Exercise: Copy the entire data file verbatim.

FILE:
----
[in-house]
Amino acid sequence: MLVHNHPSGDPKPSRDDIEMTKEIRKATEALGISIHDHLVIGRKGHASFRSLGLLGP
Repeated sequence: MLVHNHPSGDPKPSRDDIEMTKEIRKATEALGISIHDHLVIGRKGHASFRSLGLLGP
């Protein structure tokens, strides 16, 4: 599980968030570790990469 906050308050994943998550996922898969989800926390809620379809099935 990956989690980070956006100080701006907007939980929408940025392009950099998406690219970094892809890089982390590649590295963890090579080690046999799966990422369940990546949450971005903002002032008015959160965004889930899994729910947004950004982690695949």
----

[in-house]
Amino acid sequence: MLVHNHPSGDPKPSRDDIEMTKEIRKATEALGISIHDHLVIGRKGHASFRSLGLLGP
Repeated sequence: MLVHNHPSGDPKPSRDDIEMTKEIRKATEALGISIHDHLVIGRKGHASFRSLGLLGP
């Protein structure tokens, strides 16, 4: 599980968030570790990469 906050308050994943998550996922898969989800926390809620379809099935 990956989690980070956006100080701006907007939980929408940025392009950099998406690219970094892809890089982390590649590295963890090579080690046999799966990422369940990546949450971005903002002032008015959160965004889930899994729910947004950004982690695949």